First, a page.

Mathematics gets most exciting when new connections between different areas are discovered. In the theory of minimal surfaces, maybe the most fruitful discovery of this sort was Robert Osserman’s theorem from 1964 that a complete minimal surface of finite total curvature has the conformal type of a compact Riemann surface punctured at finitely many points, with the Weierstrass data extending meromorphically to the compact surface. This was a giant step from the much earlier discovery of the Weierstrass representation, that provided a first link between minimal surfaces and complex analysis.
However, at that time, the only known examples where of genus 0, i.e., punctured spheres, and of those only the catenoid (and the plane) were embedded. In fact, it is pretty easy to make examples like the one above: punctured spheres with many ends that will intersect.
This changed dramatically in 1982 when Celso José da Costa constructed a minimal torus with three ends that was proven to be embedded by David Hoffman and Bill Meeks in 1985. Examples with more ends and of higher genus followed rapidly, all nicely embedded. But there was a pattern: It looked like that if you wanted n ends, you needed to have genus at least n-2. This is the Hoffman-Meeks conjecture. For n=2 this follows from a theorem of Rick Schoen. But why can’t we have (say) a torus with four ends?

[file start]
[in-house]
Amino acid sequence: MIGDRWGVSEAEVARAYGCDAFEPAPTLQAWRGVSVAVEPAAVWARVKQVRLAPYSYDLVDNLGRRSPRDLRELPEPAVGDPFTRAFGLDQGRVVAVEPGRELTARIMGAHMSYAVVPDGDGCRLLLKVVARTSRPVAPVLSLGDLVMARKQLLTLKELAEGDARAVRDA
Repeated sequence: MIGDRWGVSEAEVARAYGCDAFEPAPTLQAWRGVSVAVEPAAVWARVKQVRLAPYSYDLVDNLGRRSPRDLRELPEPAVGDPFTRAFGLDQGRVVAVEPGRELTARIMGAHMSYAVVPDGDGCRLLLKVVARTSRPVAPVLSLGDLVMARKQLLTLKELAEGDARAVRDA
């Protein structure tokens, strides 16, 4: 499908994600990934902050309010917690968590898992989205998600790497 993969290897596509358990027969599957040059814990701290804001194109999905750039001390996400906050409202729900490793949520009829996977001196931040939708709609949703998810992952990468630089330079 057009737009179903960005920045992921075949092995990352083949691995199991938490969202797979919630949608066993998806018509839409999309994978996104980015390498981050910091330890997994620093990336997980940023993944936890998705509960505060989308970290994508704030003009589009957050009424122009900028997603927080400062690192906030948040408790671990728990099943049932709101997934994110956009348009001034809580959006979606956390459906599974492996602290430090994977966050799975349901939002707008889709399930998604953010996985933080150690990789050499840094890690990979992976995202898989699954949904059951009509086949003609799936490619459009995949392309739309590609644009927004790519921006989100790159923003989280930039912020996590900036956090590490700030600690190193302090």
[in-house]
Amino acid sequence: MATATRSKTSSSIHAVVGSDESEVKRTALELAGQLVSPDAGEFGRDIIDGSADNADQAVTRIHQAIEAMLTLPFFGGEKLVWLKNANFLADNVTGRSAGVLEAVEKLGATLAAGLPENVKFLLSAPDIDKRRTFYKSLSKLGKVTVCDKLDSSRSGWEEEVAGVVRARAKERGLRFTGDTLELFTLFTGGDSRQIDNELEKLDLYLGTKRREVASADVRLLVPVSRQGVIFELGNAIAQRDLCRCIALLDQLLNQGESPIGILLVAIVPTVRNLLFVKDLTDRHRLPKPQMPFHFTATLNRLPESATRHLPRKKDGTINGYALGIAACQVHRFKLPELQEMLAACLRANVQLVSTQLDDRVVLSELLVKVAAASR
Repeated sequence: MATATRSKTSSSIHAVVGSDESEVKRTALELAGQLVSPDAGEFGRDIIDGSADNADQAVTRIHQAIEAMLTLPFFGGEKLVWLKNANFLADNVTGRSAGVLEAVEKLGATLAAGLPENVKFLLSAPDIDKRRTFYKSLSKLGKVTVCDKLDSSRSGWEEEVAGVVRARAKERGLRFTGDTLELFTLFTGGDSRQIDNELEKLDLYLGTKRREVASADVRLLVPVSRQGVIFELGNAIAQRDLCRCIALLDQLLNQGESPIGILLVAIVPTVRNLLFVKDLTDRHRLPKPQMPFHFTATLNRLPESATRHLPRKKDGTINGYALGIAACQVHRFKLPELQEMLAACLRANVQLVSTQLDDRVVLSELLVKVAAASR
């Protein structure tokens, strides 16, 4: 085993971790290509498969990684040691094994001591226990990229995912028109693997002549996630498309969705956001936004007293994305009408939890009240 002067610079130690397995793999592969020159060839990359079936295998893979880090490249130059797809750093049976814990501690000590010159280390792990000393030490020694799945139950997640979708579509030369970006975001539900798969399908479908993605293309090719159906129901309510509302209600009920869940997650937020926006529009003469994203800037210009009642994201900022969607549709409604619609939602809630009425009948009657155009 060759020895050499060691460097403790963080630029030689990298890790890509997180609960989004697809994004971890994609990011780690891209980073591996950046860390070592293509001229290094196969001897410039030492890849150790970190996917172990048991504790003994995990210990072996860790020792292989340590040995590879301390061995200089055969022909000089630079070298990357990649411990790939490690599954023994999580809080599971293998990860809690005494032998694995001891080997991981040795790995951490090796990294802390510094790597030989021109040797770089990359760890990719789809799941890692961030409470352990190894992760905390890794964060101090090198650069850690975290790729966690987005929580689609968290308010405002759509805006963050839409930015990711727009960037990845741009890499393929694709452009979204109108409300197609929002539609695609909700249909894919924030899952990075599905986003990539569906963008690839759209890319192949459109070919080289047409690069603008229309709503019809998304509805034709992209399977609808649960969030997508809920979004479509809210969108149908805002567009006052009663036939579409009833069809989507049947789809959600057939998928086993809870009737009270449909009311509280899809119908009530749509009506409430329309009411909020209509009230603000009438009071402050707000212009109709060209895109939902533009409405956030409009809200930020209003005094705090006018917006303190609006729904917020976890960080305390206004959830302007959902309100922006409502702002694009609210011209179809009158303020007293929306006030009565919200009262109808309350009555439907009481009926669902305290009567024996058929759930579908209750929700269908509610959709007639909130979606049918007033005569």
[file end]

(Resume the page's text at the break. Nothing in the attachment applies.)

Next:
All attempts to produce such an example have failed. In the image above, the ends will intersect, eventually. On the other hand, there is a fair amount of evidence that there are examples of genus g with precisely g+2 ends. Below is such a surface of genus 3 with 5 ends.
That such examples should exist for any genus is supported by the Callahan-Hoffman-Meeks surface, a periodic version of the Costa surface. One just needs to chop it into pieces and put catenoidal ends at the top and bottom…
By recent work of Bill Meeks, Joaquin Perez, and Antonio Ros, the number of ends of a complete, embedded minimal surface of finite total curvature is bounded above by some constant (which is not explicit).
But even the case of tori remains very much open.